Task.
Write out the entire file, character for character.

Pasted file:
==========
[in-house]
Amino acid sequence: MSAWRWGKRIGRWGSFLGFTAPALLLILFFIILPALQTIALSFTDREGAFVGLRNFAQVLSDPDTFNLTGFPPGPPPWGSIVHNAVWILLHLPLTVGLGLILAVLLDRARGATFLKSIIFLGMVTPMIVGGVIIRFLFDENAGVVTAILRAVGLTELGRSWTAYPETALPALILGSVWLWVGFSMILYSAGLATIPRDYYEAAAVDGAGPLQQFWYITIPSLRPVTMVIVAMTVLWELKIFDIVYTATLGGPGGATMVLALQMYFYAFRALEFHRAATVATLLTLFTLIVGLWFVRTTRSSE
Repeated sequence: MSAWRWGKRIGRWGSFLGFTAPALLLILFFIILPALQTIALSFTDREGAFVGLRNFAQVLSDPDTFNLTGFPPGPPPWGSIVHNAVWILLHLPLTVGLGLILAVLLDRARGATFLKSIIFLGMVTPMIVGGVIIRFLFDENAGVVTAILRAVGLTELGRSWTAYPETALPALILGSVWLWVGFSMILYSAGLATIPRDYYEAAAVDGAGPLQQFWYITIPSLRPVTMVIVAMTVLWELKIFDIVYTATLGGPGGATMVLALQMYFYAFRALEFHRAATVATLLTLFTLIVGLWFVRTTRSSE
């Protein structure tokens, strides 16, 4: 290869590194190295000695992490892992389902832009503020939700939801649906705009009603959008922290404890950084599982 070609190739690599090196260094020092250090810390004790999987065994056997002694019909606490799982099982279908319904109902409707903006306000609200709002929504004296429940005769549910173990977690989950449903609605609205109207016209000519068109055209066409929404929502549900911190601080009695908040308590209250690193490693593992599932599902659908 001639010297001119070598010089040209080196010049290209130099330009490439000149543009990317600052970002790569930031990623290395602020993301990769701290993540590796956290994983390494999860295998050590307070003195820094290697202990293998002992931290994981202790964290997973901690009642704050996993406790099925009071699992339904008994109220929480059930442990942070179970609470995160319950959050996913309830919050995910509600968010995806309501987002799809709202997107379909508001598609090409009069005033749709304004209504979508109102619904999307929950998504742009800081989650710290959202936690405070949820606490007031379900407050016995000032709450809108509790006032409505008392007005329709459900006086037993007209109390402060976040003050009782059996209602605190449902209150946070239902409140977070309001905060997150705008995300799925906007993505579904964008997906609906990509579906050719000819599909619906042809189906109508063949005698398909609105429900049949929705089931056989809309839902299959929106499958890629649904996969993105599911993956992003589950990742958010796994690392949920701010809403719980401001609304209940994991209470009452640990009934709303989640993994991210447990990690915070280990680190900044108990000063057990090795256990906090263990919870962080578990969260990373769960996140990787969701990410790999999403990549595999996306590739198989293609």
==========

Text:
[in-house]
Amino acid sequence: MSAWRWGKRIGRWGSFLGFTAPALLLILFFIILPALQTIALSFTDREGAFVGLRNFAQVLSDPDTFNLTGFPPGPPPWGSIVHNAVWILLHLPLTVGLGLILAVLLDRARGATFLKSIIFLGMVTPMIVGGVIIRFLFDENAGVVTAILRAVGLTELGRSWTAYPETALPALILGSVWLWVGFSMILYSAGLATIPRDYYEAAAVDGAGPLQQFWYITIPSLRPVTMVIVAMTVLWELKIFDIVYTATLGGPGGATMVLALQMYFYAFRALEFHRAATVATLLTLFTLIVGLWFVRTTRSSE
Repeated sequence: MSAWRWGKRIGRWGSFLGFTAPALLLILFFIILPALQTIALSFTDREGAFVGLRNFAQVLSDPDTFNLTGFPPGPPPWGSIVHNAVWILLHLPLTVGLGLILAVLLDRARGATFLKSIIFLGMVTPMIVGGVIIRFLFDENAGVVTAILRAVGLTELGRSWTAYPETALPALILGSVWLWVGFSMILYSAGLATIPRDYYEAAAVDGAGPLQQFWYITIPSLRPVTMVIVAMTVLWELKIFDIVYTATLGGPGGATMVLALQMYFYAFRALEFHRAATVATLLTLFTLIVGLWFVRTTRSSE
């Protein structure tokens, strides 16, 4: 290869590194190295000695992490892992389902832009503020939700939801649906705009009603959008922290404890950084599982 070609190739690599090196260094020092250090810390004790999987065994056997002694019909606490799982099982279908319904109902409707903006306000609200709002929504004296429940005769549910173990977690989950449903609605609205109207016209000519068109055209066409929404929502549900911190601080009695908040308590209250690193490693593992599932599902659908 001639010297001119070598010089040209080196010049290209130099330009490439000149543009990317600052970002790569930031990623290395602020993301990769701290993540590796956290994983390494999860295998050590307070003195820094290697202990293998002992931290994981202790964290997973901690009642704050996993406790099925009071699992339904008994109220929480059930442990942070179970609470995160319950959050996913309830919050995910509600968010995806309501987002799809709202997107379909508001598609090409009069005033749709304004209504979508109102619904999307929950998504742009800081989650710290959202936690405070949820606490007031379900407050016995000032709450809108509790006032409505008392007005329709459900006086037993007209109390402060976040003050009782059996209602605190449902209150946070239902409140977070309001905060997150705008995300799925906007993505579904964008997906609906990509579906050719000819599909619906042809189906109508063949005698398909609105429900049949929705089931056989809309839902299959929106499958890629649904996969993105599911993956992003589950990742958010796994690392949920701010809403719980401001609304209940994991209470009452640990009934709303989640993994991210447990990690915070280990680190900044108990000063057990090795256990906090263990919870962080578990969260990373769960996140990787969701990410790999999403990549595999996306590739198989293609």